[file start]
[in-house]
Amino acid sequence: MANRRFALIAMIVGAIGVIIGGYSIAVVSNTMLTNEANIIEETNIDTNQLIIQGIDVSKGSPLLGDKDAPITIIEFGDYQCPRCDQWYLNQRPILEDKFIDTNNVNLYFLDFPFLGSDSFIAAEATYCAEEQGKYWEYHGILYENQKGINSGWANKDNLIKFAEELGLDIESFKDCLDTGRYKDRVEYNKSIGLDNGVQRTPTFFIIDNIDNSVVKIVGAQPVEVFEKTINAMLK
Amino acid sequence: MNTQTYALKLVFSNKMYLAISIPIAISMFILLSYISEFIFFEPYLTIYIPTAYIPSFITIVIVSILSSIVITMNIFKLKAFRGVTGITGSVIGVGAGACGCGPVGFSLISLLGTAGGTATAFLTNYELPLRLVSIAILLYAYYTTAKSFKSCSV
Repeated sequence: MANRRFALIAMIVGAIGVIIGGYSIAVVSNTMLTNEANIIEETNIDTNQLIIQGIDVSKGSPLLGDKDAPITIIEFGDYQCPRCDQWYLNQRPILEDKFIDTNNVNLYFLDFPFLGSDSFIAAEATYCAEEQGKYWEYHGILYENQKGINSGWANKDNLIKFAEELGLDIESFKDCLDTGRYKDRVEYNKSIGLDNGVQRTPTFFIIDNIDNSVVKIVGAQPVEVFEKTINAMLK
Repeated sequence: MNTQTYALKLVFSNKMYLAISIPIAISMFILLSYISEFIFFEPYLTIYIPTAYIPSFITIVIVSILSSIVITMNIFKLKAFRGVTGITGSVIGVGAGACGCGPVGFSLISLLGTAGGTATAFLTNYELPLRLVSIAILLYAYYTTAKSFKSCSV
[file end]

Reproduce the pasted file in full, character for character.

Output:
[in-house]
Amino acid sequence: MANRRFALIAMIVGAIGVIIGGYSIAVVSNTMLTNEANIIEETNIDTNQLIIQGIDVSKGSPLLGDKDAPITIIEFGDYQCPRCDQWYLNQRPILEDKFIDTNNVNLYFLDFPFLGSDSFIAAEATYCAEEQGKYWEYHGILYENQKGINSGWANKDNLIKFAEELGLDIESFKDCLDTGRYKDRVEYNKSIGLDNGVQRTPTFFIIDNIDNSVVKIVGAQPVEVFEKTINAMLK
Amino acid sequence: MNTQTYALKLVFSNKMYLAISIPIAISMFILLSYISEFIFFEPYLTIYIPTAYIPSFITIVIVSILSSIVITMNIFKLKAFRGVTGITGSVIGVGAGACGCGPVGFSLISLLGTAGGTATAFLTNYELPLRLVSIAILLYAYYTTAKSFKSCSV
Repeated sequence: MANRRFALIAMIVGAIGVIIGGYSIAVVSNTMLTNEANIIEETNIDTNQLIIQGIDVSKGSPLLGDKDAPITIIEFGDYQCPRCDQWYLNQRPILEDKFIDTNNVNLYFLDFPFLGSDSFIAAEATYCAEEQGKYWEYHGILYENQKGINSGWANKDNLIKFAEELGLDIESFKDCLDTGRYKDRVEYNKSIGLDNGVQRTPTFFIIDNIDNSVVKIVGAQPVEVFEKTINAMLK
Repeated sequence: MNTQTYALKLVFSNKMYLAISIPIAISMFILLSYISEFIFFEPYLTIYIPTAYIPSFITIVIVSILSSIVITMNIFKLKAFRGVTGITGSVIGVGAGACGCGPVGFSLISLLGTAGGTATAFLTNYELPLRLVSIAILLYAYYTTAKSFKSCSV